I don't believe the organization leased the government property, they simply used it.
They could not have used it without prior authorization. So I am sure the county allowed them to use the space.
What gives them the authority to supersede public recording policies on public property? They don't own the property and it was an open-to-the public event.
Under AGO 1998 No. 15, a governing body does not have authority to ban video or sound recording of a meeting required to be open under the Act; it may regulate recording only to the extent necessary to preserve order at the meeting and facilitate public attendance.
However, this AGO does not apply to private individuals using public property with permission, which this is. As such, private individuals may limit recording even if they are using government space for an event, provided that this is PRIVATE event.
Now, the default rule is that anyone can pretty much tape - see here (warning, instant download) and scroll to Who Can Tape a Debate?
However, if the candidates specifically agree in advance not to tape and ask the audience not to either, they CAN do limit this, even if using a public forum.
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Expert:  Ely replied 1 year ago.
PS - my use of the term "private event" may be a little exaggerated, but the rest of my answer stands as is.
Customer: replied 1 year ago.

Hello,

Not to worry, I'm not seeking to argue. I'm seeking clarification and correct information to the extent possible. I'm clear that you didn't write the law, but I just haven't seen a prohibition in written law to explicitly support their policy. They stated as well that they did not know any legal basis, it was just their policy.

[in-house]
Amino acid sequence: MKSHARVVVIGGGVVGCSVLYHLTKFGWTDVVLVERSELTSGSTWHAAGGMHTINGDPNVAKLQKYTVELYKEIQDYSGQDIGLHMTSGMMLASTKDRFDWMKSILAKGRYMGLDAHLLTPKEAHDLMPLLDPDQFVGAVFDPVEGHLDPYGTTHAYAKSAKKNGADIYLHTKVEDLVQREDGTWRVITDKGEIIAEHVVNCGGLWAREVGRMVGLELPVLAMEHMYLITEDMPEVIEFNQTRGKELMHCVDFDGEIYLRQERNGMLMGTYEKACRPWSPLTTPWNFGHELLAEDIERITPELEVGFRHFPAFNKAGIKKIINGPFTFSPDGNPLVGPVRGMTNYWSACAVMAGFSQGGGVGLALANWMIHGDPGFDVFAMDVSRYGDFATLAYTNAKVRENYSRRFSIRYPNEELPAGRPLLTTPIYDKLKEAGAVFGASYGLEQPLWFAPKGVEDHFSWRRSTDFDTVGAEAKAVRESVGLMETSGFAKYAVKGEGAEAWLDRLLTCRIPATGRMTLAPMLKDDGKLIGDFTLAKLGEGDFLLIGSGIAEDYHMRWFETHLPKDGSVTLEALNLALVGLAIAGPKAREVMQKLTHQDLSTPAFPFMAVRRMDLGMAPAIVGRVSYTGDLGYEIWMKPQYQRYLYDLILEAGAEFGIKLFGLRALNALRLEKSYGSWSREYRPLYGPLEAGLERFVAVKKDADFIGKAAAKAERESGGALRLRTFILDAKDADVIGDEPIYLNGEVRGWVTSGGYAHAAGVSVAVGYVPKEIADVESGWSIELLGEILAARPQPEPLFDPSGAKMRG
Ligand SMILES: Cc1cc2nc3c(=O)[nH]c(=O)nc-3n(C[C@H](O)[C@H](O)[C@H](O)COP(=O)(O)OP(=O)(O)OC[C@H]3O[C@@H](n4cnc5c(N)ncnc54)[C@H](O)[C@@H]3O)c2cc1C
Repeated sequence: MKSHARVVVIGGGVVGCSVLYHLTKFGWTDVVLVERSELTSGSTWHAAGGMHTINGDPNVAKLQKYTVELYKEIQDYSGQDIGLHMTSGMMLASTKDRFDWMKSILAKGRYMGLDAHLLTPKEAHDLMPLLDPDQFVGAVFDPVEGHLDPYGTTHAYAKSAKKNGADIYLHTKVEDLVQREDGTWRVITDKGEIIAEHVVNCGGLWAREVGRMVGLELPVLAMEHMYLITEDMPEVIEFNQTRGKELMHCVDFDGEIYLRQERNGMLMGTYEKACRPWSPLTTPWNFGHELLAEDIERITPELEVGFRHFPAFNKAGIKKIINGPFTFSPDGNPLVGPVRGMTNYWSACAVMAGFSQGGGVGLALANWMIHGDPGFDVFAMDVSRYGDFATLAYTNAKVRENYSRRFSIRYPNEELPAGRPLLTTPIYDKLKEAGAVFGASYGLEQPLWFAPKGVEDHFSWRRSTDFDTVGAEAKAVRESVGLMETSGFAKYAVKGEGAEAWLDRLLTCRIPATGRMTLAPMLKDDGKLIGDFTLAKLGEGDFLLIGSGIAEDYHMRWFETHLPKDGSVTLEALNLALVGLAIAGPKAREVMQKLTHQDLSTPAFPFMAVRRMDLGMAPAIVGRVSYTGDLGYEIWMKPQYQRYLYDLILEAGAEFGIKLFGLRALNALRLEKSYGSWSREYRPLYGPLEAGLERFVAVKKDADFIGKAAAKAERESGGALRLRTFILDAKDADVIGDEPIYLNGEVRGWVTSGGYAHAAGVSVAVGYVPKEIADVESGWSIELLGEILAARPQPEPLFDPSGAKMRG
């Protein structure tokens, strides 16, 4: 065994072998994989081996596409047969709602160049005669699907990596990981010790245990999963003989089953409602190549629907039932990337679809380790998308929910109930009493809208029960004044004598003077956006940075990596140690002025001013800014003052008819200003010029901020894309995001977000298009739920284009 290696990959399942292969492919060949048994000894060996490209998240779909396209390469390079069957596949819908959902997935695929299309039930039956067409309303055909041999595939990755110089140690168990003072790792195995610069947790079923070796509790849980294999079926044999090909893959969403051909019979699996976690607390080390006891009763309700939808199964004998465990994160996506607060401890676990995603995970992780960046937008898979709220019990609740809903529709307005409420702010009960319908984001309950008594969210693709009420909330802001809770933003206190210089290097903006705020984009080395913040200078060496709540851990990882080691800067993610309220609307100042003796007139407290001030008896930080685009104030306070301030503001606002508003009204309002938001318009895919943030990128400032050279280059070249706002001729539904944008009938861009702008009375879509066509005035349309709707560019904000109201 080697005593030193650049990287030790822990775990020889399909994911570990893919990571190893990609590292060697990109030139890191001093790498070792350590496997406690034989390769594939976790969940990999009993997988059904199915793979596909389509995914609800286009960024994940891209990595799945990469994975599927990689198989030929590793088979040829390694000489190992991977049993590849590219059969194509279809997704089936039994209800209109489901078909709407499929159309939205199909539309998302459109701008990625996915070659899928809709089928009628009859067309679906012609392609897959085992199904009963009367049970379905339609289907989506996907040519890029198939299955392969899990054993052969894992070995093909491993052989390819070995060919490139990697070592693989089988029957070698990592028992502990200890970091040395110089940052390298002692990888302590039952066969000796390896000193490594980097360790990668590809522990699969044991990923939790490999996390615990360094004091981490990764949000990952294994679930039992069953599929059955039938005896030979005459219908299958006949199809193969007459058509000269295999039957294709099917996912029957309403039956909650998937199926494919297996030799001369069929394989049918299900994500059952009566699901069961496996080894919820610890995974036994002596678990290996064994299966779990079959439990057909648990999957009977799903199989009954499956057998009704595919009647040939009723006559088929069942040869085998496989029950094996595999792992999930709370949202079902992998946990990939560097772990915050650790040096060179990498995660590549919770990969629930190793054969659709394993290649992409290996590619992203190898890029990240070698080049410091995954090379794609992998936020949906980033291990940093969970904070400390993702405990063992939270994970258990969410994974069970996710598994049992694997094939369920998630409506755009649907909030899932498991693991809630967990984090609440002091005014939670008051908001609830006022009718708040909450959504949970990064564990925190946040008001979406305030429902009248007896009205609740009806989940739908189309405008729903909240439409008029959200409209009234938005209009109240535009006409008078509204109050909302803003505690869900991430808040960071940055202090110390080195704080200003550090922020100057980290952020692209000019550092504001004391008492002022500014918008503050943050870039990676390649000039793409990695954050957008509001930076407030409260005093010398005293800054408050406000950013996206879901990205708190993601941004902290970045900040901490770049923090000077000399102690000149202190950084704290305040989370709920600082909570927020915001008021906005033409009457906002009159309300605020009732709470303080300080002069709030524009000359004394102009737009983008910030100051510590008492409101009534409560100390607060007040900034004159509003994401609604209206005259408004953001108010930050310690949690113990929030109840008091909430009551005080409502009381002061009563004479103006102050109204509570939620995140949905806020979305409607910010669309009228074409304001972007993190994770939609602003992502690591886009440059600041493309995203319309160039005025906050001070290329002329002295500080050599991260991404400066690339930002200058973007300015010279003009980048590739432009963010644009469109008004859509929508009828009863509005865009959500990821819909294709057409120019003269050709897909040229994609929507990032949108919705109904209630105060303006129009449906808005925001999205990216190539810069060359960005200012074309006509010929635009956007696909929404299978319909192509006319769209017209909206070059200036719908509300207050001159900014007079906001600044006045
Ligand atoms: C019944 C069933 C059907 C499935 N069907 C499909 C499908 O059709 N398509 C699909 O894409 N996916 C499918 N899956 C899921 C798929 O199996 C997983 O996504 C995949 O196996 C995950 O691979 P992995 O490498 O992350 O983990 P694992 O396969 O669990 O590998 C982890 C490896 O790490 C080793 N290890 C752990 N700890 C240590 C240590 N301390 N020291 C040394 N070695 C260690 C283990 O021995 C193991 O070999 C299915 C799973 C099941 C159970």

When I stated the organization didn't lease, I meant there was no monetary exchange. Seems to me, without that, there would be no rights of ownership of the space. I appreciate the implicit assertion in your reply that permission to use the space confers as many rights as payment for using the space.

I do wonder what defines "Private" event- this event is what I would consider public- free, open to all members of the public (again on public property about public office) and widely advertised as such in media.

The candidates did not agree to *not* be recorded- they were not aware of this, nor was anyone else until we arrived at the event.

So, the candidates did not apparently request privacy, in fact one said he saw no reason not to record, but the Moderator did.

Thanks very much for the LWV debate download- it appears to me they are not permitted to prohibit recording, but may eject me from the room.... which no doubt would have been controversial.

Expert:  Ely replied 1 year ago.
J,
Thanks.
When I stated the organization didn't lease, I meant there was no monetary exchange. Seems to me, without that, there would be no rights of ownership of the space. I appreciate the implicit assertion in your reply that permission to use the space confers as many rights as payment for using the space.
RIGHT. Sorry if I was not clear about that at first.
I do wonder what defines "Private" event- this event is what I would consider public- free, open to all members of the public (again on public property about public office) and widely advertised as such in media.
See my follow up: (PS - my use of the term "private event" may be a little exaggerated, but the rest of my answer stands as is.)
But even if this was a public event, again, they CAN limit it if they ask ahead of time. Even if in a county space.
So, the candidates did not apparently request privacy, in fact one said he saw no reason not to record, but the Moderator did.
If the moderator did, then this is "equivalent" - the moderator then had implied agency from the candidates to do so on their behalf.
Thanks very much for the LWV debate download- it appears to me they are not permitted to prohibit recording, but may eject me from the room.... which no doubt would have been controversial.
I think honestly, there may be a court case here on first amendment grounds, or at the very least to clarify the right to record of public debates by candidates using public property. However, whether or not one wants to actually DO this is of course, another matter.